At first I didn’t want to take to the road in Vietnam.
I had travelled extensively by bike around South East Asia, but always as pillion. Then I got a bicycle for my birthday, I nearly cried at the prospect of having to launch myself into the stream of mayhem I saw passing on the roads every day.
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It turned out to be alright, in fact I felt a lot safer than when trying to cross the roads as a pedestrian. Eventually I bought an electric bicycle from a friend, this was excellent and meant I didn’t need to exert myself so much in the blistering heat.
Then the proud day came when I rented my own Honda moped and set off into the dusty sunset with the four million other motorbikes of HCMC.
Here are some pieces of practical advice to put you in the right frame of mind if you’re crazy enough to take to the road.
Imagine you’re a fish
Someone once told me the motorbike traffic in HCMC reminded them of a shoal of fish. Each meandering along and filling the available gaps left by another.
It turns out to be strangely true and it may help you while driving along to envisage this. One must weave in and out gracefully, grouping together as tightly as possible at traffic lights, before getting ready as one synchronized mass to move again when the light turns green.
The trouble occurs when you realize you have to turn, but have five rows of non-indicating drivers between you and the way you need to go. Normally if you start indicating and carefully begin to move in, while constantly checking behind you, other drivers will swerve around you.
Making eye contact really helps and this goes for those pedestrian souls too. Remember like a shoal of fish to pay attention to who is in front of you and everyone else will do the same.
Hesitating is a dangerous business when you have dozens of eyes taking your next move as a cue to theirs.
Being alert and confident are all important when you are confronted by so many other road users. The flow of motorbikes will keep moving, while others from the opposite direction inch forwards and then in an unwritten rule of timing gain the right of way.
Almost like grains of rice tipping the balance, the bikes will keep going, ever confident, until the last second when the influx of other vehicles will begin.
Of course you’re not likely to get run over if you are in front of them, but if you start going forwards then suddenly chicken out, this will confuse everyone and make things more dangerous.
Wear a helmet
On almost every street corner in Vietnam you will see helmets for sale. Some amount to little more than hard baseball caps while others have the interior of a bicycle helmet with an exterior shell and added ribbons and bibbons.
I wouldn’t trust any of them to completely protect your skull if you crash, but they will help some way towards that purpose, plus in the cities it’s against the law to be without one.
Prices start from about $2, so this shouldn’t break the bank. Having your own is handy as many motorbike taxis lend out helmets with either no chin strap or one that dangles down to your neck.
If you are here for any time you will find that helmets are lost, stolen, borrowed and found again here there and everywhere.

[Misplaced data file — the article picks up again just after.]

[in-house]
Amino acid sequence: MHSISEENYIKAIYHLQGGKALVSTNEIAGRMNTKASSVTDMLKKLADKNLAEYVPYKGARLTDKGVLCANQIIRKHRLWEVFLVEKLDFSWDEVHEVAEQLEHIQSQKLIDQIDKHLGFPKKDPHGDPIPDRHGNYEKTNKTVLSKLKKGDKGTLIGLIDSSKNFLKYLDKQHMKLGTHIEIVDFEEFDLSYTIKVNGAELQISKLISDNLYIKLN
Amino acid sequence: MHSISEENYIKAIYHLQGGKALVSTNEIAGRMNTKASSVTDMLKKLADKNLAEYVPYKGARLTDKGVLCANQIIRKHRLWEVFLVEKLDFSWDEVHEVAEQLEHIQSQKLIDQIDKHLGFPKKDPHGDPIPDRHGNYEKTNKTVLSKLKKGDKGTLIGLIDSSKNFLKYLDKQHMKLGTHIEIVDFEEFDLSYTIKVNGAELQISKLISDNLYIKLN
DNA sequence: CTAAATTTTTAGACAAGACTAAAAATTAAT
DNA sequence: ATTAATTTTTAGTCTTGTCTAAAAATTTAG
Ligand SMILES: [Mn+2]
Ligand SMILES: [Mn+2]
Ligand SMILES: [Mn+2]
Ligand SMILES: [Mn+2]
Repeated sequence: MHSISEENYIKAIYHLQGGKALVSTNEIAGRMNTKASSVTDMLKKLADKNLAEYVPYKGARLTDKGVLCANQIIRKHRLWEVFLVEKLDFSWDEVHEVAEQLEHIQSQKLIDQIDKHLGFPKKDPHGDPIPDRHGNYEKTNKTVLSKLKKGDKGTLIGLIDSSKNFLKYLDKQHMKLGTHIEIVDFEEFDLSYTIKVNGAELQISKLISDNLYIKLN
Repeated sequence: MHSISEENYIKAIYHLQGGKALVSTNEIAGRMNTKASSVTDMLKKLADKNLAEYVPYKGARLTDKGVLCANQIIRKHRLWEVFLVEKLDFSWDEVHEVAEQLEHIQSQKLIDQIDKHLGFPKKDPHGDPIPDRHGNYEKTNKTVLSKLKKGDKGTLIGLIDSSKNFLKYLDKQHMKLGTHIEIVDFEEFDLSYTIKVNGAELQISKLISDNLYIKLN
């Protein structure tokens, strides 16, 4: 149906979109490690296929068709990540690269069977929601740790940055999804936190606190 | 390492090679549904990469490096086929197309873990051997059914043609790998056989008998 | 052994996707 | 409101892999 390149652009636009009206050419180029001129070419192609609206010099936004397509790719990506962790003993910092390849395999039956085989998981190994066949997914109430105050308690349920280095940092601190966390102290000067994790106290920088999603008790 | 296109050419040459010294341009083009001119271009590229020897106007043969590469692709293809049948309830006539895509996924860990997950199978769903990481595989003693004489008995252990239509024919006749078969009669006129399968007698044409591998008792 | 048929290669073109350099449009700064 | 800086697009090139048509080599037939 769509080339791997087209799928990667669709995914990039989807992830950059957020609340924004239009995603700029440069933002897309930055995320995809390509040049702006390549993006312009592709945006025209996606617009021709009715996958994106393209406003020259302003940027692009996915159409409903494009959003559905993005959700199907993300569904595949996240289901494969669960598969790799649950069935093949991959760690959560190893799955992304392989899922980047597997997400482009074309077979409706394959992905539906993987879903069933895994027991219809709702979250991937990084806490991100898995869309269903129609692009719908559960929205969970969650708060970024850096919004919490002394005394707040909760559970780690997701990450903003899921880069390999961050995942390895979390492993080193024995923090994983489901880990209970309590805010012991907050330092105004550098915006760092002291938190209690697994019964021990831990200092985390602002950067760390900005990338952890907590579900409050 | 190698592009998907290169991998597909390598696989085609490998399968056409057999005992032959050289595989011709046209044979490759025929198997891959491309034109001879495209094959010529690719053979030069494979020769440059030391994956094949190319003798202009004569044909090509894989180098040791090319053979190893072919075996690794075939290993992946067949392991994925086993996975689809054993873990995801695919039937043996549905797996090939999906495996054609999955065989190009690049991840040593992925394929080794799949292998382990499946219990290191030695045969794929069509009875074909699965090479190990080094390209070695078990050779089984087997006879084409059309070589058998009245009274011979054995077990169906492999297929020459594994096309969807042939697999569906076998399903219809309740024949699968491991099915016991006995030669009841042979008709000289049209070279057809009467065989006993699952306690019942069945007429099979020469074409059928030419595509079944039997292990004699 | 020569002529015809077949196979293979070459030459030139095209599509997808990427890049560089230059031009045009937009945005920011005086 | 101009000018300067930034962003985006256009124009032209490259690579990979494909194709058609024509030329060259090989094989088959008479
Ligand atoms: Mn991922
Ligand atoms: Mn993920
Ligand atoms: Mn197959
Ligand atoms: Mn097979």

Rent a decent bike
When finding a bike to rent make sure you take it for a test drive to ascertain its road worthiness.
One bike I rented would stall whenever I slowed down if it was raining, of course I didn’t discover this until quite some time had elapsed. It made slowing down at lights more hazardous than one would like (to put it mildly.)
Check that the lights work and that you can change gear easily. In HCMC the best hunting ground for bikes is around Pham Ngu Lao, where you can either ask at the couple of bike rental places or in the bars, where plenty of people will know someone with one available.
If you are up for some cross country adventures big old beasts of bikes such as Minsks can be found too.
Travel insurance often doesn’t cover riding motorbikes, but for a small premium it can be added on and if you’re planning on driving in Asia for any length of time it is well worth getting.
This especially applies to out of the way places, miles from any hospitals. If you are seriously injured, the average cost of emergency rescue is about $10,000.
To be able to rent, own or drive a car in Vietnam you must go through the rigmarole of obtaining a full Vietnamese driving license.
For bikes it is somewhat different. Technically you are supposed to hold a Vietnamese bike license, but you can rent bikes from anywhere for any length of time without one.
The police can however stop you and demand to see your license upon which you will either have to blag your way out of it or cough up some money (usually about $30.) This is not especially common though, plus they need a reason to stop you, so just drive sensibly and look like you know what you’re doing.
Rules of the road are not as strictly enforced as they are in many places and a right turn can happen anywhere regardless of red lights.
One way streets are not always one way and pavements are sometimes used as an extension of the road or as a shortcut to bypass traffic jams.
Before taking to the road try and familiarise yourself with how the traffic works by observing and riding motorbike taxis.
Good luck and be careful!